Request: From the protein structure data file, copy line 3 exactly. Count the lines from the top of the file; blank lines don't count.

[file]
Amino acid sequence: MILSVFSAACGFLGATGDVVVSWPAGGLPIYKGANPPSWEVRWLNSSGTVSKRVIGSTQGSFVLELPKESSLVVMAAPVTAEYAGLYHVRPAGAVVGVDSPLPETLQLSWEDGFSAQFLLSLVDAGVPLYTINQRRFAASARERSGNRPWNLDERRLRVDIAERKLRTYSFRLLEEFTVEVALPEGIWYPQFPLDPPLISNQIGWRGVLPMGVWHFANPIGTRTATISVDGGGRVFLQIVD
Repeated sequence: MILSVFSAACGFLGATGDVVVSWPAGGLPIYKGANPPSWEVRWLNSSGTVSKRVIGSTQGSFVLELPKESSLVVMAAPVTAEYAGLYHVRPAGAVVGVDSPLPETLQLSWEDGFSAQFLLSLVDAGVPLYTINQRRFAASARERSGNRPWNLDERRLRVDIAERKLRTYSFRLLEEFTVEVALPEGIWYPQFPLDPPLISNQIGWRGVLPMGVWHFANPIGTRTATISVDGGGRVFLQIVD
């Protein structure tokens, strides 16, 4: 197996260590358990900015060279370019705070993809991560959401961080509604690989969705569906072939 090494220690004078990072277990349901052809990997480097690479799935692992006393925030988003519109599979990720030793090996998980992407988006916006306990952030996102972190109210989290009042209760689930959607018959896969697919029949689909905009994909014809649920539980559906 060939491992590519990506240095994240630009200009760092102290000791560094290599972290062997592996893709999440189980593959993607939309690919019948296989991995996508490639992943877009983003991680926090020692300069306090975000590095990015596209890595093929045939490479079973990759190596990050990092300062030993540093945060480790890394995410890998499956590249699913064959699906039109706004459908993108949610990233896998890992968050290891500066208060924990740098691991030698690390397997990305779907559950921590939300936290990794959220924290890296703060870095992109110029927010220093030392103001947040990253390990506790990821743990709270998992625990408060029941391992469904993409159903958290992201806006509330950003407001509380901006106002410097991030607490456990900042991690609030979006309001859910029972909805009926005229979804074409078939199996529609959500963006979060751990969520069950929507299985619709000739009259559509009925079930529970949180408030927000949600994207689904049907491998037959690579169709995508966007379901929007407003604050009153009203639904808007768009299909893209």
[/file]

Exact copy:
């Protein structure tokens, strides 16, 4: 197996260590358990900015060279370019705070993809991560959401961080509604690989969705569906072939 090494220690004078990072277990349901052809990997480097690479799935692992006393925030988003519109599979990720030793090996998980992407988006916006306990952030996102972190109210989290009042209760689930959607018959896969697919029949689909905009994909014809649920539980559906 060939491992590519990506240095994240630009200009760092102290000791560094290599972290062997592996893709999440189980593959993607939309690919019948296989991995996508490639992943877009983003991680926090020692300069306090975000590095990015596209890595093929045939490479079973990759190596990050990092300062030993540093945060480790890394995410890998499956590249699913064959699906039109706004459908993108949610990233896998890992968050290891500066208060924990740098691991030698690390397997990305779907559950921590939300936290990794959220924290890296703060870095992109110029927010220093030392103001947040990253390990506790990821743990709270998992625990408060029941391992469904993409159903958290992201806006509330950003407001509380901006106002410097991030607490456990900042991690609030979006309001859910029972909805009926005229979804074409078939199996529609959500963006979060751990969520069950929507299985619709000739009259559509009925079930529970949180408030927000949600994207689904049907491998037959690579169709995508966007379901929007407003604050009153009203639904808007768009299909893209």